private equity portfoliosUnderstanding ERP Organizational Change

As noted in yesterday’s post, ERP organizational change can be extremely challenging, risky, and even result in failure. But, the good news is that it doesn’t have to be this way. Sure, there are perpetual challenges in ERP implementations.  ERP implementation challenges and risks will never be fully eliminated. And, there will never be such a thing as a perfect ERP implementation. Stanciu and Tinca (2013) define a successful ERP project as one in which accomplishes stated and desired functionality, able to utilize as planned, and operational within the planned time and budget. In addition, success can be in the form of business value realized such as reduced inventory cost, improved supply chain visibility, reduced operational costs, etc. However, ERP implementation challenges and risks can be better managed and/or eliminated if an organization knows what to focus on and look for during an ERP organizational change effort (ERP Critical Success Factors).

Mitigating Risks through “ERP Success Factors”

With insight and awareness of “success factors” ERP failure risk can be mitigated. In fact, much study has been done among practitioners and in academia research looking for ERP “success models” and “critical success factors”.  Organizations need to consider evaluative learning in order to improve their ERP success and to mitigate risks. Evaluative learning is the act of considering, reflecting, and learning from the experience of others. Experienced ERP practitioner professionals and ERP researchers have identified a vast array of critical success factors in an effort to shed light on and provide mechanisms for, addressing and mitigating organizational ERP failure, risks, and challenges.

The Impact of Soft Skills and Organizational Characteristics

Mitigating ERP implementation risks certainly includes understating some of the more invisible and abstract influences that are well embedded within ERP organizational change. Complex factors and influences impacting ERP success allow underlying conditions to exist that create gaps and thus prevent the vision of ERP success in many organizations that are not the obvious, visible, and tangible factors. Corporate diversity, corporate culture, corporate communication, and corporate leadership are more of the soft-skills and characteristics of an organization. This as opposed to functional, systems, technical project tasks that tend to be more tangible, testable, and task-oriented. These more tangible factors tend to be easier to quantify and measure and notice.  But is often the less tangible factor that has the greatest impact on ERP success. Scholars and practitioners continue the search to find common denominators in considering all possible influences upon ERP organizational change success.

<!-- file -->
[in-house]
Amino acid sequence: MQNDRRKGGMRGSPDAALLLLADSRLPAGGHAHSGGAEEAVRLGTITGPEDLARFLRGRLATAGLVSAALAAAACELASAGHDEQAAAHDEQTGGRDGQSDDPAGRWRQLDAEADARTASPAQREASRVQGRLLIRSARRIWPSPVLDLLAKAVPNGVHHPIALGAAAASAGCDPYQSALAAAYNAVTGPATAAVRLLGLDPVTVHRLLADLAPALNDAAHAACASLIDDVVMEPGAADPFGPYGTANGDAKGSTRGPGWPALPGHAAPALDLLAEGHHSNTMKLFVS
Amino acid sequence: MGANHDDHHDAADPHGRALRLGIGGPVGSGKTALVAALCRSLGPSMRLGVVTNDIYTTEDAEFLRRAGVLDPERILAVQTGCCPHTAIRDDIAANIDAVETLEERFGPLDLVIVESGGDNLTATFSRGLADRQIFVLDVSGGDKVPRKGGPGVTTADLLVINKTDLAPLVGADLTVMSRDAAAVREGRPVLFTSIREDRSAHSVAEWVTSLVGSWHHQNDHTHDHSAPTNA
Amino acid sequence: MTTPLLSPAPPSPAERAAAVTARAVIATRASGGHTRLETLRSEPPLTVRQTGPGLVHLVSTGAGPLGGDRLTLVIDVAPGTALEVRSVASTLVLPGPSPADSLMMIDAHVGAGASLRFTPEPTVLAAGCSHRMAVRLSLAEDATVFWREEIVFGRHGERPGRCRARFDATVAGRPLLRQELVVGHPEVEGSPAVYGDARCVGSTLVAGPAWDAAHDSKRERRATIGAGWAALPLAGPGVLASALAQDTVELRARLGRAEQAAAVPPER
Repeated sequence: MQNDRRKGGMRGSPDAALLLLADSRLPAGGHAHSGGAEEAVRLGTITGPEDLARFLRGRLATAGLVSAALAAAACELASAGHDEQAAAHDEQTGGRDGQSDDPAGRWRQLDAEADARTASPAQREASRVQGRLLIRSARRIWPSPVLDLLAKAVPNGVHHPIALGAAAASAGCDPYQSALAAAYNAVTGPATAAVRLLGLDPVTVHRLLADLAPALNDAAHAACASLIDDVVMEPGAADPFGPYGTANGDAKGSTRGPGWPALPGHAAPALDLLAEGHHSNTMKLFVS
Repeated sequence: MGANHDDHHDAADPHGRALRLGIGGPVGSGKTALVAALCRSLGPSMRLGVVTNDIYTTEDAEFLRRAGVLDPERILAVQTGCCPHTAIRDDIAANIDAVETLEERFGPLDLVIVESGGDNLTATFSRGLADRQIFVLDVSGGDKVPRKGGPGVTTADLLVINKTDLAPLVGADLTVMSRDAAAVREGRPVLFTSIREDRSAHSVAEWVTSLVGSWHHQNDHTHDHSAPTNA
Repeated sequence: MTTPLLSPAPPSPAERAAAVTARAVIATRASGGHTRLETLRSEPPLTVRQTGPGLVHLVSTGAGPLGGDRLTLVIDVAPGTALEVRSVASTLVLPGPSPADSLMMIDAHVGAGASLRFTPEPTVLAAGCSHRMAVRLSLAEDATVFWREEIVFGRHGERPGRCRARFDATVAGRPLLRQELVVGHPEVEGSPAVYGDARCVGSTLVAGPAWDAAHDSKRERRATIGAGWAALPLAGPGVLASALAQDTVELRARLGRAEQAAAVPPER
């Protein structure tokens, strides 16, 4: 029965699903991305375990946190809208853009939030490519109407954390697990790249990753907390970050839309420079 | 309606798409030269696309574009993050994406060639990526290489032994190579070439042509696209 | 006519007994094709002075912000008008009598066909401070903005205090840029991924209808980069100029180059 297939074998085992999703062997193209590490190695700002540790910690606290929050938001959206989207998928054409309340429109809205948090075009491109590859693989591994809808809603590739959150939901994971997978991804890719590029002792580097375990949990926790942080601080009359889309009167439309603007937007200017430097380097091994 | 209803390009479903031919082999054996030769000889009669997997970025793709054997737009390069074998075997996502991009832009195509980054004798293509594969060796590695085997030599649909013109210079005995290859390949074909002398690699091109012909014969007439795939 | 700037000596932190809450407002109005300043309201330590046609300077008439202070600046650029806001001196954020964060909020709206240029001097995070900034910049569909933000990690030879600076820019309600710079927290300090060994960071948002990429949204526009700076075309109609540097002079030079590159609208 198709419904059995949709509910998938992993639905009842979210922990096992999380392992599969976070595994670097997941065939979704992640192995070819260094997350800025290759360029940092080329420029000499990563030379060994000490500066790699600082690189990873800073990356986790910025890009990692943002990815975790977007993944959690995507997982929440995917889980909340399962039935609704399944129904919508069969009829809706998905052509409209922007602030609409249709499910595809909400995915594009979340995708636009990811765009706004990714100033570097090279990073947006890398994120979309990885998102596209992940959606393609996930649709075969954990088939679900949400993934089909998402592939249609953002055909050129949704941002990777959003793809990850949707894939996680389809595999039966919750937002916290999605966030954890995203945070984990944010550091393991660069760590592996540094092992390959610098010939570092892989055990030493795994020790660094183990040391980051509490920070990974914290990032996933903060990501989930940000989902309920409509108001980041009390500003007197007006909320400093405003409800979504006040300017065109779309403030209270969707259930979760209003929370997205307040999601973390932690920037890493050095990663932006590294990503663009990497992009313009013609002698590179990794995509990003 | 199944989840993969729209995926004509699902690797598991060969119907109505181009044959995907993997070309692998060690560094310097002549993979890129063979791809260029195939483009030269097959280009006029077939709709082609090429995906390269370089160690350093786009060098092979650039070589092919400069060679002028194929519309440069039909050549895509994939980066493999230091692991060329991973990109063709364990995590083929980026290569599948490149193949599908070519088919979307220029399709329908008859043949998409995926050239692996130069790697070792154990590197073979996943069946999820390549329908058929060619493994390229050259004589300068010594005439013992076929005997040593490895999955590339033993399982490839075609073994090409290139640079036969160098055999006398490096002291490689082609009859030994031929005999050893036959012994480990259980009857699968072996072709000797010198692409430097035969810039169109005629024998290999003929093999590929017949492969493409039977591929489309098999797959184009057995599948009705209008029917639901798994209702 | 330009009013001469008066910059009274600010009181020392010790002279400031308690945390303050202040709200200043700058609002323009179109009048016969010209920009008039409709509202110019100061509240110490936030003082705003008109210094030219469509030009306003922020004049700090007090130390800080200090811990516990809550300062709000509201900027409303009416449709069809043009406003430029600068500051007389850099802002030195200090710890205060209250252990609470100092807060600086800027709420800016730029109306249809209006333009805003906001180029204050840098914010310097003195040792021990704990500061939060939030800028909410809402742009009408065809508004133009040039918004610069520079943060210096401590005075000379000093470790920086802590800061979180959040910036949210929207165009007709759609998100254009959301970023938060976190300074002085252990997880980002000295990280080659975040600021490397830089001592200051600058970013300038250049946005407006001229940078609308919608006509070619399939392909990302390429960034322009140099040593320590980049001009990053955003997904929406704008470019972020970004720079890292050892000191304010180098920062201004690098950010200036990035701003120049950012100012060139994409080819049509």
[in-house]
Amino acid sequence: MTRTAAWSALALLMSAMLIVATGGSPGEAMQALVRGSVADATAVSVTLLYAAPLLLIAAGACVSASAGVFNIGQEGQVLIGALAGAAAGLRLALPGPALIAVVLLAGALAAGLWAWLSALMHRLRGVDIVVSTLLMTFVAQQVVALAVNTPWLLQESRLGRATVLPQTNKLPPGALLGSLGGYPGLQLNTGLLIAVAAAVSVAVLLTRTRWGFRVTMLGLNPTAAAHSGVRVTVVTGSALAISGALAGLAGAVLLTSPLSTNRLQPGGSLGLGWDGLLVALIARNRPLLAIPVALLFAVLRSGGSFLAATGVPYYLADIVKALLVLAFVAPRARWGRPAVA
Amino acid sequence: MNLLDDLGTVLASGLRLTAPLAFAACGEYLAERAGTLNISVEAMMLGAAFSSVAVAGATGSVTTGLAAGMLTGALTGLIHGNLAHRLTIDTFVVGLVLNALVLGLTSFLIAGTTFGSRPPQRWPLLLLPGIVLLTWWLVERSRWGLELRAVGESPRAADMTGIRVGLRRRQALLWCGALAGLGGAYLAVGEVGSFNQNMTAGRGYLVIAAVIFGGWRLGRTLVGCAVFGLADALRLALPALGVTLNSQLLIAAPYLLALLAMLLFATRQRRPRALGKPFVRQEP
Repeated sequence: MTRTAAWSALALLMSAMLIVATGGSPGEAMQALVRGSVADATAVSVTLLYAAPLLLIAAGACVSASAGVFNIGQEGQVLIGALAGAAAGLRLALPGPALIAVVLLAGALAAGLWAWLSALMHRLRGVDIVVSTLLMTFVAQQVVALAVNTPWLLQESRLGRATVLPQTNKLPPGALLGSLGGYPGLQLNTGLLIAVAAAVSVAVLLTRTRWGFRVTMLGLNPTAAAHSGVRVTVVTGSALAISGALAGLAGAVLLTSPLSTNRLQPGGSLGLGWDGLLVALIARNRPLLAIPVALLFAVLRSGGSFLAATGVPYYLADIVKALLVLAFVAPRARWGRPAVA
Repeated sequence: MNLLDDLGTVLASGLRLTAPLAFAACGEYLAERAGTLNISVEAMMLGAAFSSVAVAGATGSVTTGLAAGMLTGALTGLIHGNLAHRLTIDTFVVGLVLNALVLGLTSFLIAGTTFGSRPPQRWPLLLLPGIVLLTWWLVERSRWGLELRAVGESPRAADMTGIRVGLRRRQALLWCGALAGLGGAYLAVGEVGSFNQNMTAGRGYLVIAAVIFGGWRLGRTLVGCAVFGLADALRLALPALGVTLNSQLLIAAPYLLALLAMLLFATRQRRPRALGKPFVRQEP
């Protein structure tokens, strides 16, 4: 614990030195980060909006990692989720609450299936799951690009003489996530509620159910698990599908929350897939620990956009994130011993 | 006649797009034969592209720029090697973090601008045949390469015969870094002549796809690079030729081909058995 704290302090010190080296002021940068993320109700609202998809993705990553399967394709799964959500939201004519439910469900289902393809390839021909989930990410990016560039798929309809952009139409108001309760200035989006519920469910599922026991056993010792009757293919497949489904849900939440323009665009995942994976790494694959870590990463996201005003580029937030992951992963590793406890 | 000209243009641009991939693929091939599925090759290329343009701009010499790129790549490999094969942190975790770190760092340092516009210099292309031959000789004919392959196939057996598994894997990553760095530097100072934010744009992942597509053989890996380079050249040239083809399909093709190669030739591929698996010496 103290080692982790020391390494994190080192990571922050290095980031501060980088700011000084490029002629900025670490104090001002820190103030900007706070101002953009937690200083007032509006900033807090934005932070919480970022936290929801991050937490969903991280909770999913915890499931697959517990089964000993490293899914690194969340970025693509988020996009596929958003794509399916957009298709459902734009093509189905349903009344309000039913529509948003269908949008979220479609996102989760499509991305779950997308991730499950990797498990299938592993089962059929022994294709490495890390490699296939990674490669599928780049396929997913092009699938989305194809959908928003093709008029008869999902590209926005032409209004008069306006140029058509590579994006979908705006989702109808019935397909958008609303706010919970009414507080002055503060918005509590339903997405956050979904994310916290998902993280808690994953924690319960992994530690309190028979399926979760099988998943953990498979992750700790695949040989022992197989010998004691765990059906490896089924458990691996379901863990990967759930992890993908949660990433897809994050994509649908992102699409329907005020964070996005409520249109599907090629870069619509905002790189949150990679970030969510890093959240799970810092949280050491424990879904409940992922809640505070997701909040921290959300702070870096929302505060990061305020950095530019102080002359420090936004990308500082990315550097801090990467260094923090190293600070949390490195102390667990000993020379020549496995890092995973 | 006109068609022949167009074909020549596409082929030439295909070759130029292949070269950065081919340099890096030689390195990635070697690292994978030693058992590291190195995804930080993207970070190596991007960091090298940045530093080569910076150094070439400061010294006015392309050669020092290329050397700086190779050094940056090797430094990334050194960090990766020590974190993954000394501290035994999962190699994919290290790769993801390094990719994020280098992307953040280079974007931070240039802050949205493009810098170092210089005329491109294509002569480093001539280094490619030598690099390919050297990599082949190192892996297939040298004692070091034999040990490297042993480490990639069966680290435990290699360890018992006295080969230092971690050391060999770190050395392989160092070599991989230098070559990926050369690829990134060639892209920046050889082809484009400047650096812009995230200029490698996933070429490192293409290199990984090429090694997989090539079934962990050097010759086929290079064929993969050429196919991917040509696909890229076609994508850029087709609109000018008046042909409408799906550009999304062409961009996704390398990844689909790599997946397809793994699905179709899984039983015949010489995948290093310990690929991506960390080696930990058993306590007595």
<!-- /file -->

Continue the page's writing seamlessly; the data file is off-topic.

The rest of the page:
Unveiling the Path to Success

Knowledge of ERP organizational  change research provides a path to success. ERP research presents a common notion in suggesting that organizations that become aware of, implement, and put the appropriate emphasis on the vast array of critical success factors will be better prepared and positioned with the organizational skills needed to increase the likelihood of ERP assimilation and meeting the desired organizational goals.

Holistic Approach to Mitigating ERP Implementation Risks

The key for organizations is to dot I’s and cross t’s in terms of project management, but also be cognizant of some of these critical success factors. So, if your organization is considering implementing a new ERP solution, keep in mind some of these key factors. ERP organizational change projects is not just an IT or project management office endeavor. Success requires the entire organization to be prepared, engaged, and committed. Some examples follow. Proper vendor selection from a professional vendor neutral partner is critical; there is only one best ERP fit for each and every organization. The executive team needs to be visible and active supporters. ERP organizational change can be significant and requires a tolerance for conflicts (conflicts of interest among different functional departments are common in ERP implementations which lead to time delays, budget overages, miscommunications, and hence project failure).  Transformational leadership in which leaders are able to create a corporate culture of acceptance, willingness, and transformational mindset among the stakeholders. Strategy alignment and communication in which the organization needs to allow time and resources of the stakeholders in order to have time to strategize, plan, motivate, and manage appropriate key success factors. This is a small example of the many success factors. For more, please visit